There are only three things that he cares about—food, money and sex. I have severe menstrual cramps, so I bought a two-month course of medicine for dysmenorrhea treatment. It requires no sex during the medicament and we agreed on it in advance. But he broke the promise in just a few days. In one afternoon in February he suddenly took off his cloths and started to force me…
I really wanted to escape, from this kind of life that I hate so much. But at the moment, the children are still so young that I have to take care of them full-time. I can’t go out working. Therefore, I am not financially independent and still have to rely on him for the time being…”
The spread of epidemic this year has aggravated Ms. Xia’s plight. In the face of capricious violence, she was forced to continue to get along with the abuser without any chance to escape for a while, due to the constraints of home quarantine and shortage of resources.
“I suffered a lot because of the different thinking of East and West during the pandemic. Despite my repeated reminders, I still didn’t get his respect. Due to home quarantine, I experienced more frequent and serious domestic violence from him. I called the embassy for help and was told there was nothing they could do for this situation and suggested me to seek help from police and lawyers. I reported to the police again, but the police were busier during the pandemic, and all they could do is simple persuasion and mediation, which was not helpful at all. At this difficult time, my children and I don’t even have anywhere else to hide…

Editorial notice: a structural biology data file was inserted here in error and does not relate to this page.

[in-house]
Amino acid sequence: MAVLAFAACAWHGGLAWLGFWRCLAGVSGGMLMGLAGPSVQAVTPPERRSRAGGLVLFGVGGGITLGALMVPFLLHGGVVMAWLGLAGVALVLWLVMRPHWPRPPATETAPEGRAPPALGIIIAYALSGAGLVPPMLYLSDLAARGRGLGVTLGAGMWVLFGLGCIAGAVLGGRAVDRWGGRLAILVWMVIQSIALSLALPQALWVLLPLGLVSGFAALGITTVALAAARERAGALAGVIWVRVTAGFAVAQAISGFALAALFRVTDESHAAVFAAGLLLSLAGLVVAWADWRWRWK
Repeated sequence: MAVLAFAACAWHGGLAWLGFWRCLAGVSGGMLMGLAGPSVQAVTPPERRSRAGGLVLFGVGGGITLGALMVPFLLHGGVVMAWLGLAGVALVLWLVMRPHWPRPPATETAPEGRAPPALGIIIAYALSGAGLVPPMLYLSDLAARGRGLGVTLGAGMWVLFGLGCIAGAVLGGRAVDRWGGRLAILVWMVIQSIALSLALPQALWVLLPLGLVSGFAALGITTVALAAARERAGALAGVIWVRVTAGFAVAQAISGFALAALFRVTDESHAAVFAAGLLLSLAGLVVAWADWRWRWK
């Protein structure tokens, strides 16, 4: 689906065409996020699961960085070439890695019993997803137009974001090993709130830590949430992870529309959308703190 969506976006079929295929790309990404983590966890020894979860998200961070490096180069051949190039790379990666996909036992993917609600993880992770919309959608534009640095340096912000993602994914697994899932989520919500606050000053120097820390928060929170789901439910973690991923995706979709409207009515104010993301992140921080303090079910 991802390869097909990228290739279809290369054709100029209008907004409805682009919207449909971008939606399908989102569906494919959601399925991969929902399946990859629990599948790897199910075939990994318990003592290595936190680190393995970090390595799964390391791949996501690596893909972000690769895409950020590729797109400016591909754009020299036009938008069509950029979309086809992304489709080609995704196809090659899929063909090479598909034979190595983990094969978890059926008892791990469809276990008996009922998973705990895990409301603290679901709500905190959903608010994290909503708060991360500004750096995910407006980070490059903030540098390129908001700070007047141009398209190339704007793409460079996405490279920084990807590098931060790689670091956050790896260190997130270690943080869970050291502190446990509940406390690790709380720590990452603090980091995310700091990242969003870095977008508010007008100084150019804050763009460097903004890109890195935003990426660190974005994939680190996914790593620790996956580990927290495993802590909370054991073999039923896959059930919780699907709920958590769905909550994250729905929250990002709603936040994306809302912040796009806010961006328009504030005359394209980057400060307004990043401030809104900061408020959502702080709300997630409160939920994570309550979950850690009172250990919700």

Home is supposed to be a shelter for everyone, but for victims of domestic violence, it is a hidden nest of crisis. During the global pandemic, rising unemployment, increasing psychological anxiety and financial pressure, shortage of community aid resources, social isolation… all kinds of reasons have made domestic violence an invisible time bomb that have detonated quietly all over the world. At the same time, there are less domestic violence cases taken on by the local police, the ability and efficiency of follow-up processing have also plummeted, resulting in a difficult situation of more harm and less shelter.
The phenomenon of domestic violence is enough to be infuriating, let alone when such a tragic experience happened to a Chinese woman wandering overseas. Our further investigation found that immigrant women are a high-risk group of domestic violence, and Chinese women account for a higher proportion of victims.
Many overseas Chinese women have suffered domestic violence and sexual assault for a long time, and they have nowhere to ask for help because of problems such as language, consciousness, culture, nationality, and social restrictions. Moreover, the pandemic has intensified the exclusion and discrimination against overseas Chinese in various places.As a result of various factors, Chinese women from overseas have become the main victims of all kinds of violent crimes, but they are subject to objective conditions and usually fail at defending their rights reasonably. Therefore, the help from other Chinese people is particularly important for Chinese women who suffered domestic violence during the pandemic.